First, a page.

If you fry food (e.g. stir-fries) use an oil high in monounsaturates, such as olive oil or canola oil, and go for a monounsaturated margarine or butter for spreading.

If you don’t eat fish, an omega-3 supplement is also acceptable. But, choose one taken from fish body oil, rather than fish liver oils, and one that is high in EPA – take up to 1 gram per day.

If you are vegetarian, a flaxseed supplement may help, however be aware that the omega-3s are not so easily available from a plant source.

#6 Drink lots of water
Even slight dehydration can effect mood, causing irritability, restlessness, and inability to concentrate.

Try to drink plenty of water throughout the day, aiming for around 8 glasses of fluid. You should go for water most of the time, but herbal teas, and low sugar juices are also okay.

Many people opt for coffee and energy drinks to give them an extra boost. However, large quantities can actually increase feeling of anxiety, and depression, and lead to high blood pressure, and problems sleeping. These drinks should therefore be kept to an occasional treat.

If you do choose to drink caffeinated drinks, limit your intake to no more than 3 cups of coffee per day, or equivalent.

#7 Take care with alcohol
Not only is alcohol a depressant, it also has a dehydrating effect, and because it’s a toxin, it must be deactivated by the liver.

During the detoxification process the body uses important nutrients such as thiamine and zinc, which may deplete your bodies stores if your diet is already poor. Vitamin deficiencies are known to effect emotional health.

Because of this, you should consider abstaining from alcohol completely if you have depression.

If you do decide to drink, try to limit your intake to no more than 2-3 drinks in one sitting, drinks lots of water between, and allow plenty of time to recover between drinking sessions.

#8 Exercise regularly
Exercise is extremely important for improving mental attitude. This is because it leads to the release of endorphins – those feel good chemicals that help us feel happier.

If your day lacks structure, exercise can also help with giving you a focus, and if you start with a morning workout, it could be the means of getting you motivated for the rest of the day. Exercising outdoors gives the added benefit of getting some fresh air and sunlight, which can be particularly valuable in boosting mood.

Can you fit a short 30 minutes workout into your day?

Remember, gym memberships or expensive equipment are not necessary. Walking, swimming, cycling, jogging are all excellent forms of exercise which are low cost, or completely free.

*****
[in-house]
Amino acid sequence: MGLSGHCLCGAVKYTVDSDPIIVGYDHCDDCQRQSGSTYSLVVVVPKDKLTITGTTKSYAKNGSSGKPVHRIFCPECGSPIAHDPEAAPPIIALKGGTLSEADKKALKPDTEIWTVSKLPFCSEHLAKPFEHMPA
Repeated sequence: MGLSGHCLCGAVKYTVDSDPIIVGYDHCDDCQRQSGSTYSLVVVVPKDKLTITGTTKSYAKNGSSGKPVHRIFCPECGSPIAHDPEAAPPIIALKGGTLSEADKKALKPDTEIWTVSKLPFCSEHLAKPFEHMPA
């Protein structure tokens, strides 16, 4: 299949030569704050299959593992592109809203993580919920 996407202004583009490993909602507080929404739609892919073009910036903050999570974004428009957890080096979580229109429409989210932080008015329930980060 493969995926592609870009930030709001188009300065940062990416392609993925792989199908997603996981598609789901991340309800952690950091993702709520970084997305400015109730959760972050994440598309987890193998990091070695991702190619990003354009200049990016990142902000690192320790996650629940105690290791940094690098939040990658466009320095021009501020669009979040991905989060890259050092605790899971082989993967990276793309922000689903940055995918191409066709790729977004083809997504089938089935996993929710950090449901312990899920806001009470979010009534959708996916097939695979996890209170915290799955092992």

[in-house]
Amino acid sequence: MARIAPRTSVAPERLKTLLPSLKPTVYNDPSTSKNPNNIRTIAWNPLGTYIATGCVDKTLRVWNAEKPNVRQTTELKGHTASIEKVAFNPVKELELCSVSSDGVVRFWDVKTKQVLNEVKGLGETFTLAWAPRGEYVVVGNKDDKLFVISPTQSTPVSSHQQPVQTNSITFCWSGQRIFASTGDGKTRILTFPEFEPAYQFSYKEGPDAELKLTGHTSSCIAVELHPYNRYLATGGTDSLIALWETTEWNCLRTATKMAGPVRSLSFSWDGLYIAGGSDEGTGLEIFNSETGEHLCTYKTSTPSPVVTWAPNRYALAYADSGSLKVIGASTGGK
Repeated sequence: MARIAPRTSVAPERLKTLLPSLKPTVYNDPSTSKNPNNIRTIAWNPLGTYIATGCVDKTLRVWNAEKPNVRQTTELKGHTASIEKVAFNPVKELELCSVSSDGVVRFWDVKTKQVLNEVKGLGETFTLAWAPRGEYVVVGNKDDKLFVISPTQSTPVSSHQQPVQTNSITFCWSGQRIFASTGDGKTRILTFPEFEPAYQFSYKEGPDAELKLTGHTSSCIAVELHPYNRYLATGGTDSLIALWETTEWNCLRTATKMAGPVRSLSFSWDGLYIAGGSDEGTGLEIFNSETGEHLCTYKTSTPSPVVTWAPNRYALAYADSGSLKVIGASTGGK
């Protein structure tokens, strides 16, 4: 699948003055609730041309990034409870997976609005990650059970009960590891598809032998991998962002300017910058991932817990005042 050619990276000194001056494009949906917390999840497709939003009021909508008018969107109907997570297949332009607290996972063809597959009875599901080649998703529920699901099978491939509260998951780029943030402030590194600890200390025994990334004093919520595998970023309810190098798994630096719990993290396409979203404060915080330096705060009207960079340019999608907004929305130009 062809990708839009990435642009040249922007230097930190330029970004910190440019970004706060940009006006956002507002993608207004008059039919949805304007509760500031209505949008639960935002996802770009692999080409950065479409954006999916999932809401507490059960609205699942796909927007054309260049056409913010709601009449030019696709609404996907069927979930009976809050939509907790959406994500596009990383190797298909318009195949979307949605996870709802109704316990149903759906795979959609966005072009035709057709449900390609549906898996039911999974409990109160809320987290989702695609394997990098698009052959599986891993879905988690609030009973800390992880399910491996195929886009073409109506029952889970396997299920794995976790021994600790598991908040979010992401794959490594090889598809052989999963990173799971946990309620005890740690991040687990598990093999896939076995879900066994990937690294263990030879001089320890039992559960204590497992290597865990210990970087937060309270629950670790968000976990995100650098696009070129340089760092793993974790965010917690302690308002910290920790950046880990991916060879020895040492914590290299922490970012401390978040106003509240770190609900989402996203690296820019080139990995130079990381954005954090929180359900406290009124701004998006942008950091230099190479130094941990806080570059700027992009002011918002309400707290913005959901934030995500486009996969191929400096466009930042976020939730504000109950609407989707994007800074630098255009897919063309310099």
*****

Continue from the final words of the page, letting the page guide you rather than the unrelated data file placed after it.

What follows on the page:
It’s also really important to take time out for you! Why not do something you really enjoy this weekend?

Giving yourself as little as 10 minutes per day can go a long way to helping you deal with stress and feel better in the long-run!

Do you suffer from a mental illness? Perhaps you’ve noticed the effect your lifestyle has on your mood, we’d really love to hear your story.

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About Melanie
Melanie is a Registered Dietitian who started Dietriffic in March 2007. Her aim is to make good health attainable and sustainable, without guilt and torture, making her approach popular with those who desire a level-headed approach to good health. Have you got your copy of her free book yet?

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{ 4 comments… read them below or add one }

schoolyard foodie April 25, 2009 at 3:41 am

Just added your site to our school nutrition blog-and I will check back regularly…I wonder if you might add #9-

To Cook real Food!! To prepare food that you have chosen from the market, to build with community with someone around healthy food and embrace the idea that you control your health!!

Good Stuff Mel…

schoolyard foodie’s last blog post..What Students Want: “You give respect to get respect”


Melanie April 25, 2009 at 4:58 pm

Hey Schoolyard Foodie,
Thanks for the great tip. It’s so important for good health that people choose and cook their own food fresh, rather than eating from a box! It makes sense that packaged meals aren’t going to make you feel better.

And you’re right, it’s so empowering to know you’ve just cooked a healthy meal, that it’s doing you good, and that you’re in control of your health.

Thank for adding my site to your blog.


Abhishek April 30, 2009 at 7:23 pm

This is really an interesting read…I just love this one…thnks for the lovely post..

Abhishek’s last blog post..Swine Flu – Symptoms, Prevention and Treatment


Melanie April 30, 2009 at 11:57 pm

Hey Abhishek,
I’m glad you found it useful! Thanks!! :-)